Brunei must innovate to develop its agri-industry

| 22/10/2009 | Reply

The application of Food Science and Technology is key to Brunei’s success in making the Sultanate’s agriculture production more intensive and cost-effective, while being done in a sustainable manner, said Ministry of Industry and Primary Resources Permanent Secretary Dato Paduka Hj Hamid Hj Mohd Jaafar at the opening of the 11th ASEAN Food Conference yesterday.

The international conference, is being held for three days at The
Rizqun International Hotel in Gadong, brings together more than 700
participants from 31 countries.

The permanent secretary, who is also co-chairperson of the event’s
organising committee, said that investment in the development of food
technologies was just as essential and that countries could not solely
rely on the development of agribusiness.

“For this to happen, R&D, innovation and capacity building need
to be consolidated within ASEAN so as to keep pace with global demands
for value-added, functional, safe and halal foods,” he said.

Innovative approaches in food science and technology was not only
needed to maintain the quality of raw materials, but also to add value
to certain food products, he added.

Given the increasing global concern on the human impact on the
environment, he said, food producers are currently looking for new
technologies and methods to produce food while minimising their carbon
footprint, particularly through the use of energy-efficient devices.

Dato Hamid highlighted that ASEAN, under its ASEAN Charter,
identified food security as one of the major challenges faced by the
region. He said that the 10-member regional bloc was looking into
effective ways to encourage investment in agriculture to enhance the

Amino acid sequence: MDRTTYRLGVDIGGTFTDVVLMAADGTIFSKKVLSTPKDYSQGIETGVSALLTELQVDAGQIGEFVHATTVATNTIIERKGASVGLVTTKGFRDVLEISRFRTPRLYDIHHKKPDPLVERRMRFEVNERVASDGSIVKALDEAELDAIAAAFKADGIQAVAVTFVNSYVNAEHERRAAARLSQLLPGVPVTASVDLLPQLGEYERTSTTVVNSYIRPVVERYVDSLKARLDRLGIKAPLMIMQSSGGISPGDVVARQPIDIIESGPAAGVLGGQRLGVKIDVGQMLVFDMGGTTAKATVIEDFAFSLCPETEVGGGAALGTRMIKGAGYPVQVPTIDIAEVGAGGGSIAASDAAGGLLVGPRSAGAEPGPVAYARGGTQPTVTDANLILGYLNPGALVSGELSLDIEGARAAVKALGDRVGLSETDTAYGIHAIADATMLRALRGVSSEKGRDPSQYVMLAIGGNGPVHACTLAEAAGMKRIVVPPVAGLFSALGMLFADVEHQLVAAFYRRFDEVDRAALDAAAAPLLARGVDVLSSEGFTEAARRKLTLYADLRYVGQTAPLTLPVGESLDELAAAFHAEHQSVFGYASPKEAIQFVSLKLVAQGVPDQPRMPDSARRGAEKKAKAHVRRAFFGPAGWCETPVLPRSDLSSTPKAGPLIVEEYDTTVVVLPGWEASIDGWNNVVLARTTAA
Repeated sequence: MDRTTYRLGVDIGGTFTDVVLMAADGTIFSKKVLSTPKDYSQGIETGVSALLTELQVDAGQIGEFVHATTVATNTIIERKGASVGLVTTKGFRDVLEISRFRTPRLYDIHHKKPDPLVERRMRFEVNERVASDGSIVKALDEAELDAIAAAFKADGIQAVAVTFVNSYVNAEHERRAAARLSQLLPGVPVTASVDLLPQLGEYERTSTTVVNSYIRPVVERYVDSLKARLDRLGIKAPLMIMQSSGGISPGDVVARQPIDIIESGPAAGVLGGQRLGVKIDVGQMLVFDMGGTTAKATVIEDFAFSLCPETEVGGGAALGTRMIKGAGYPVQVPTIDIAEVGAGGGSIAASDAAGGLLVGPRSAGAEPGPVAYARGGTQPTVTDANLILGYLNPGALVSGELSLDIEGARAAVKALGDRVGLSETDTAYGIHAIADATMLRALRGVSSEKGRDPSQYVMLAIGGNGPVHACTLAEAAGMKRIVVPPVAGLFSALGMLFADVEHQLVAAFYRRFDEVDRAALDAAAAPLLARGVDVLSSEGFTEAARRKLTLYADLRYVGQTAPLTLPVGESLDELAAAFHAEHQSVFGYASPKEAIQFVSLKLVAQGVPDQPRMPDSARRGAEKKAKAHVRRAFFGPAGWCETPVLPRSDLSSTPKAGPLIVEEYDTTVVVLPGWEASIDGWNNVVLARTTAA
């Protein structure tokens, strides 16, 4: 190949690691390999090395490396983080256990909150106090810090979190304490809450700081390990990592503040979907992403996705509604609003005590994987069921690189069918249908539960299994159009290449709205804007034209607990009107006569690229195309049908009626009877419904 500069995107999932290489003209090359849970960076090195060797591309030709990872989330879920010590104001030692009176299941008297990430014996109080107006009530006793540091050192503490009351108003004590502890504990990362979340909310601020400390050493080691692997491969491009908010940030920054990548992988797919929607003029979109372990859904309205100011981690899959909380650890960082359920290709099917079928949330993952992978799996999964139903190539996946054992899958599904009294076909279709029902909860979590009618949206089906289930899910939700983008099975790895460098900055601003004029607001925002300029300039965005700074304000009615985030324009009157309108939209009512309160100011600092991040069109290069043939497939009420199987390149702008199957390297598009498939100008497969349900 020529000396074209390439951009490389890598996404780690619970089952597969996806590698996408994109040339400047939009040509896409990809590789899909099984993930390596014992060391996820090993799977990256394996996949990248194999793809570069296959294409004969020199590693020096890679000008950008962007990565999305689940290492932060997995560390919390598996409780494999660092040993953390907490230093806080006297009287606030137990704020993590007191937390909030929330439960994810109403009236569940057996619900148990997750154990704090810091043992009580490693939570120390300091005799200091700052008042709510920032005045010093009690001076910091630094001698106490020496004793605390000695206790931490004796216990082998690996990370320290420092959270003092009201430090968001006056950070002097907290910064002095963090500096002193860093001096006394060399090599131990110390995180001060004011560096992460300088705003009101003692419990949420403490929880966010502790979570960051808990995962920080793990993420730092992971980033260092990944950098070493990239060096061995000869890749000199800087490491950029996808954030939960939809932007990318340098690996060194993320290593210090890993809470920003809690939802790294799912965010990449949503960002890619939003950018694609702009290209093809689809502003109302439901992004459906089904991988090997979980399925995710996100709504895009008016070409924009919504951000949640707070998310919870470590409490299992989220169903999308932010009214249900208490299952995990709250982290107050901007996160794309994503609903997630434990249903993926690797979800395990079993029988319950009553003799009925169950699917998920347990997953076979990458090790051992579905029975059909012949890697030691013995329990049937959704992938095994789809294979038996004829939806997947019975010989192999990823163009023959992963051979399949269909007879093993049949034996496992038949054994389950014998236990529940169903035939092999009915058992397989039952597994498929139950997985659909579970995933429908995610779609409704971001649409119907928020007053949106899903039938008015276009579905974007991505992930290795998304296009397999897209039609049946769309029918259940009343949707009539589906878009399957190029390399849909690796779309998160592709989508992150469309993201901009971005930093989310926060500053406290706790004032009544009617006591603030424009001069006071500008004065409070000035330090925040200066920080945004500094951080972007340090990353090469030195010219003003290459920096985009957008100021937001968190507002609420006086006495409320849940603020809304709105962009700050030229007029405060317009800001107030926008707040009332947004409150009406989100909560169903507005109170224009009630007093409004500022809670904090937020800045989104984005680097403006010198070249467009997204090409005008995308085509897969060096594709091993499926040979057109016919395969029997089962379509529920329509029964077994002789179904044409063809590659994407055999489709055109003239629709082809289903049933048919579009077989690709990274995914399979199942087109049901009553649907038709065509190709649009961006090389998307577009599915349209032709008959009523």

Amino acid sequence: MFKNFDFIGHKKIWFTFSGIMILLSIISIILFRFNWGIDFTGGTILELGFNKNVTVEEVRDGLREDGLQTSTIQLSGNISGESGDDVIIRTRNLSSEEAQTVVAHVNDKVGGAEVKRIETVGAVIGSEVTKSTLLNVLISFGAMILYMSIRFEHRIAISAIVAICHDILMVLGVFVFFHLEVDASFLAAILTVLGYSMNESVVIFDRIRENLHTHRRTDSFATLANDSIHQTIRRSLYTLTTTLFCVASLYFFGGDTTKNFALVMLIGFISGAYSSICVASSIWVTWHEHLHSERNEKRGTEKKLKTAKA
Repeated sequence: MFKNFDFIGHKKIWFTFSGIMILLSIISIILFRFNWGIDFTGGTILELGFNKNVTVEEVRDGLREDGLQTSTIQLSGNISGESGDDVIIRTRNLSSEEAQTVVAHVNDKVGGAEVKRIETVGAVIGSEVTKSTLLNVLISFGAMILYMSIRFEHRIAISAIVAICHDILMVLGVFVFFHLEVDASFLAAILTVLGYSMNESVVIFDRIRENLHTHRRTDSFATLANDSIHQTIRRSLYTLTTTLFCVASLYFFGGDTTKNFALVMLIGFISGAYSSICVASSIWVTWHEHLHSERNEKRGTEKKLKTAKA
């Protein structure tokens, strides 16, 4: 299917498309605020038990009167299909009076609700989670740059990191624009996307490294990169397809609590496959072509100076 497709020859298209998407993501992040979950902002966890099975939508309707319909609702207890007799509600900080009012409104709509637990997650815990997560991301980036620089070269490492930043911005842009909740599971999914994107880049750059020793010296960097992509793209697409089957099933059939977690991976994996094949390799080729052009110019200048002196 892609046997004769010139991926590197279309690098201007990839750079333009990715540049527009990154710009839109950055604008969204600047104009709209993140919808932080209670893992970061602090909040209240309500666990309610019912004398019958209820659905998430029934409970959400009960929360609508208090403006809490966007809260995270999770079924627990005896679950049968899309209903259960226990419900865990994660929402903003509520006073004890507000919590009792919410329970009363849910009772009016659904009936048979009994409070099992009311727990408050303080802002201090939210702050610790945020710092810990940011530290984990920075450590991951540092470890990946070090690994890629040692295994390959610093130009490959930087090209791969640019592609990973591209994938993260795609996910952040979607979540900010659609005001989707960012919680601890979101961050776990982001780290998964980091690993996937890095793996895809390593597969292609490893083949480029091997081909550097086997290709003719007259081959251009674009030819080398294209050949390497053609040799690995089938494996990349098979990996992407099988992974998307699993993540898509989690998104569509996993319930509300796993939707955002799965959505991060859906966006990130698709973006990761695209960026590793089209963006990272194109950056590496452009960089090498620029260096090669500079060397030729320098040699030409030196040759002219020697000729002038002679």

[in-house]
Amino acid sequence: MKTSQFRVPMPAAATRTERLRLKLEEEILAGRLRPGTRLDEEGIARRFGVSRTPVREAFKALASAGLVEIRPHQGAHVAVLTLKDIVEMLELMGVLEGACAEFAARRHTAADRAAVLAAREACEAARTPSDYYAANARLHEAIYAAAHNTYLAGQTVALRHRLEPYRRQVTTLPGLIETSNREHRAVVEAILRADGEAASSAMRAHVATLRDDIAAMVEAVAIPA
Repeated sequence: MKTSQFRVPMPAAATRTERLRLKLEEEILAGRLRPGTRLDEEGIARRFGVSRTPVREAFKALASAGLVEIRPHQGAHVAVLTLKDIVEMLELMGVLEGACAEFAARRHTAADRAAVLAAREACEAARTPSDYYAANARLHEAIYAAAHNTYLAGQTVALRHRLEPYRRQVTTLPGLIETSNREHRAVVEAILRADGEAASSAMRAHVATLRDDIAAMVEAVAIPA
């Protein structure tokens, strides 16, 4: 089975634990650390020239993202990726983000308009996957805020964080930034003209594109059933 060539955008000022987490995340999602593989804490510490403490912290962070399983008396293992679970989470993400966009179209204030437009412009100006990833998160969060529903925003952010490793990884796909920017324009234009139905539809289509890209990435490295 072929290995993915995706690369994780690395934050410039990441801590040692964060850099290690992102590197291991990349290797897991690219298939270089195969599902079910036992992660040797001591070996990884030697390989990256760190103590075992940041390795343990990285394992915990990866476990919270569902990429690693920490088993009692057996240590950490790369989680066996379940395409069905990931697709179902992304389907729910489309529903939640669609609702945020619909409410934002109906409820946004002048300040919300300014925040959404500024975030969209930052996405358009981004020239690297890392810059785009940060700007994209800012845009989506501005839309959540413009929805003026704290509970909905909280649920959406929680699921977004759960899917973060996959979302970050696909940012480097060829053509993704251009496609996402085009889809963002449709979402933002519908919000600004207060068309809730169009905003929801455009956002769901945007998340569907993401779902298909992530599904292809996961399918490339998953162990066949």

region’s capacity in food production.

“All these measures will indeed reassure people of the continuous availability of food supplies in the region,” he said.

The permanent secretary said that Brunei saw food security as a top
priority in the national agenda. He shared some of the Sultanate’s
initiatives in improving self-sufficiency in food production such as
the country’s recent venture into large-scale padi planting.

Brunei aims to achieve 20 per cent self-sufficiency through rice production by 2010 and 60 per cent by 2015, he said.

“These targets are ambitious and to succeed, all of the key
strategic supports such as agricultural infrastructure, management,
equipment, technology and training must be adequately provided,” he

As one of the highest per capita consumers of fish, Brunei
recognises the importance of marine catches to the food supply chain
and the need to ensure a continuous supply of this major source of
protein, he added.

He noted that the ministry’s Fisheries Department has incorporated
modern methods in aquaculture to increase the local production of fish
to meet demand.

In closing, Dato Hamid spoke on how international cooperation would contribute to increasing food production in the region.

He said that elements such as price stabilisation, investment in
research and development, knowledge transfer and technical cooperation
could form the basis for this. “Developed nations can indeed contribute
by extending food production technology to the developing world,” he

Also speaking during the conference’s opening, ASEAN-COST (Committee
on Science and Technology) representative Emir Rio Krishna said that
ASEAN science and technology ministers recognised food as a critical
issue to its ASEAN citizens as well as the rest of the world.

Issues such as food processing, food packaging and other food
technologies needed to be addressed to contribute to socio-economic
development in the region, he added.

Krishna hoped that the conference would foster global networking and
linkages amongst the ASEAN member states as partners in food science
and technology.

The Brunei Times

Category: Asia, Media & Events

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